A horse wizard and a horsewitch? Who knew? Sounds like great fun! To read more about Kathrynn and her horsetoricals, be sure to visit her website http://www.kdennis.com/.

Thank you, Romance Bandits, for having me.

I’d love to hear about the most memorable thing your pet did—a strangely human act of love? Was he/she weirdly smart? One commentor, randomly drawn, will win a free copy of SHADOW RIDER!

62 comments:

Elyssa Papa said...

Is the rooster mine?

Elyssa Papa said...

Welcome back little chickadee. *rubs hands in glee*

Kathrynn, your books sound fabulous. I've had a fascination with horses ever since Black Beauty. I love this idea... it's nothing I've ever encountered before in a romance.

How did your own experiences with horses help you to write these books?

Helen said...

Well done elyssa have fun with him.

Great interview Ladies this books sounds wonderful another one to add to the must get list.

I love animals I have never owned a horse but have had lots of dogs and cats and birds thru the years I don't think any of them have done anything amazing but they truly have loved us as we loved them they are such good listeners and always cheer me up when I am sad they love you no matter what and they are such fun to be with.

We have 3 dogs at the moment one of them was my Mums and when she passed away 6 years ago Tootsie came to live with me she is a mini fox terrier and is so protective of me but she really doesn't like being picked up although as soon as I sit anywhere she jumps on my lap and follows me around everywhere I go I love her so much she is 14 years old but a real cutie.
Congrats on the new book Kathrynn

Have Fun
Helen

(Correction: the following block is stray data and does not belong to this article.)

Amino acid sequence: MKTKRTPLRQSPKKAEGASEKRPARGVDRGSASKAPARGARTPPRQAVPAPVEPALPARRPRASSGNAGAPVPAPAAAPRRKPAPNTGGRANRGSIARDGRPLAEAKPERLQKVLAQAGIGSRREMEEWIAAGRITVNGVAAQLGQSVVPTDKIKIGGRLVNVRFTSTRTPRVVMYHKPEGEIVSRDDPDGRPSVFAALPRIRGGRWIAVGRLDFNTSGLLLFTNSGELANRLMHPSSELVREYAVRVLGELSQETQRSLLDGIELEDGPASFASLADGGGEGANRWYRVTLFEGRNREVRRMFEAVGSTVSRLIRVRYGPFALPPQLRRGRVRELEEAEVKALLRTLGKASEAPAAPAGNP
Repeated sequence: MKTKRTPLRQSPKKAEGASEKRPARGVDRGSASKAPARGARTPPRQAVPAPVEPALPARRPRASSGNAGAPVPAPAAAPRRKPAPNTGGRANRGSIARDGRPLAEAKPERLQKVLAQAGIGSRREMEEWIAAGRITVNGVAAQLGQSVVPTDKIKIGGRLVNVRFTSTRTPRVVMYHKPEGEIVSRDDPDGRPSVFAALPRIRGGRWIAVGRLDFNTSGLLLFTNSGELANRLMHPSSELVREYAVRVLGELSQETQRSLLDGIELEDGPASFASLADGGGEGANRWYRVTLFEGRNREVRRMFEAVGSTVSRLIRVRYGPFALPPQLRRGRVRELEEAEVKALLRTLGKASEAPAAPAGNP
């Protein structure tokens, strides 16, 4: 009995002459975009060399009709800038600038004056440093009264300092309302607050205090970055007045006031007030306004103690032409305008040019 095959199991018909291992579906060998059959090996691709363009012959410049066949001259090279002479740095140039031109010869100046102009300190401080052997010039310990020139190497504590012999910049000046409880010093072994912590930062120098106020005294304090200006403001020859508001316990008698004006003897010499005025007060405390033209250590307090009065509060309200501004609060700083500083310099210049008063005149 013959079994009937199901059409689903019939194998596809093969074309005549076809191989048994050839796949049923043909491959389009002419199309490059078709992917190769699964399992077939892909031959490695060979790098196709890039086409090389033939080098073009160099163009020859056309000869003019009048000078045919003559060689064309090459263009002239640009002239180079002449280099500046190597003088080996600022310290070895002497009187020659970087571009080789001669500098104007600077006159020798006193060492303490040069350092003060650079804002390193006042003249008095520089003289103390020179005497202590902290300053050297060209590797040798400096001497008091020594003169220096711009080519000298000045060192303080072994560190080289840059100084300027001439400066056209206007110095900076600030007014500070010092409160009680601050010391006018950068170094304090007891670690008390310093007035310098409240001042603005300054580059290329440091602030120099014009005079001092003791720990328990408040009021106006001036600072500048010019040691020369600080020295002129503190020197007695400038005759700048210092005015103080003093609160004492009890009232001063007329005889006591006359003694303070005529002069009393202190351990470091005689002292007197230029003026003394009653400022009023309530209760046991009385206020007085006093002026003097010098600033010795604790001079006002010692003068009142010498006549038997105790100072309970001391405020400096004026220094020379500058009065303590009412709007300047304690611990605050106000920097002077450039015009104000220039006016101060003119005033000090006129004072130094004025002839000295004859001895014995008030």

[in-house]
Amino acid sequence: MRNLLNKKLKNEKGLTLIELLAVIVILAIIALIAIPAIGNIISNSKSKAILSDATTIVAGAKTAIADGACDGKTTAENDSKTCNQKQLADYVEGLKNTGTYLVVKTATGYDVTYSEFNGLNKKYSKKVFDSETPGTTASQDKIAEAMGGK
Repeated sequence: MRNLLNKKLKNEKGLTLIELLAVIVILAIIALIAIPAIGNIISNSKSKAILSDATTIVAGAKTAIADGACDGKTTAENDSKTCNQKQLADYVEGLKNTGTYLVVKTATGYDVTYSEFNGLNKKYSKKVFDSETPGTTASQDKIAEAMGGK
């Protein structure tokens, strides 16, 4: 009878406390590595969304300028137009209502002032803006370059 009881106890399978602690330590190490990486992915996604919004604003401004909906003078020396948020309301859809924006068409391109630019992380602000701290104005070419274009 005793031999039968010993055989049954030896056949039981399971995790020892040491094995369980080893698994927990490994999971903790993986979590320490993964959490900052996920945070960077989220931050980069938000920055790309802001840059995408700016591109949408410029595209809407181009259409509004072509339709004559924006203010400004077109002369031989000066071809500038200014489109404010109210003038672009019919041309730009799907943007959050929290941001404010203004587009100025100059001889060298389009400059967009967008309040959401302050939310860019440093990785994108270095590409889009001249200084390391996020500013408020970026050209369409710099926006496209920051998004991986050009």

flchen1 said...

Hi, Kathrynn,
Dark Rider's on my TBR, and Shadow Rider sounds equally intriguing! I've never had a pet (aside from a few fish and one short-lived frog), but have always enjoyed reading about animals. Horses in particular seem like such intelligent animals, and I've only ridden once, but I can see how one can form a relationship with an animal you ride often.

Congrats on the GR, Elyssa!

ArkieRN said...

While I was undergoing chemotherapy and would stay in bed feeling ill, my cat would come and lay very close to me and softly purr. Usually she can be demanding about being petted and getting enough attention but she seemed to know how bad I felt and would just comfort me.

Maureen said...

Hi Kathrynn,
Your new book sounds great. I don't think we had any pets which acted like humans but we had a dog who was so attached to my husband that she would start crying when he was late coming home at night.

PJ said...

Woo Hoo, Ely! Way to nab that GR!

Welcome to the lair, Kathrynn. Your book sounds fascinating! I love stories with animals that are integral to the plot. That's a wonderful picture of Jawknee Reb. He looks like he's posing for the camera!

My 12 year old chocolate lab, Smokey is spooky smart. Since she was a puppy people have been saying she's more human than canine. She understands conversations like, "Smokey, go get your stuffed cow. It's in the kitchen". We'll be returning from a walk and she'll be heading for the back of the house when I'll say, "We're going in the front door" and she'll immediately change direction and head for the front door. When the kids are visiting I'll say "Go find X" and she'll search the house until she finds the right kid then will bring her back to me. She's been closely attuned to our emotions from the first day we brought her home from the shelter. She was rambunctious and loved to play but when my late dh was ill she would spend hours stretched out beside him on his hospital bed, quietly giving him comfort. She tolerates my romance reading but when it's time for bed she will use her paw to close the book in my hands and give me a very pointed look as if to say, "Excuse me but do you intend to stay there all night?" LOL! I'd love to take credit for her abilities but it had nothing to do with training. She's one of those special animals who are born that way.

Carol said...

Congrats on catching the GR today Elyssa...he's a bit of a pet!
Kathrynn your books soung wonderful...my tbr file is growing higher and higher!
Jawknee Reb...that is a strange name How did that come about?

Many years ago my horse Julie jumped on my foot and put me in hospital with infection in the foot - 3 nail holes from her shoe
I was a whisker away from gas gangrene...thanks to antibiotics ...I kept the foot/leg/self !
Julie was one of those horses with a mean and sneaky mind...LOL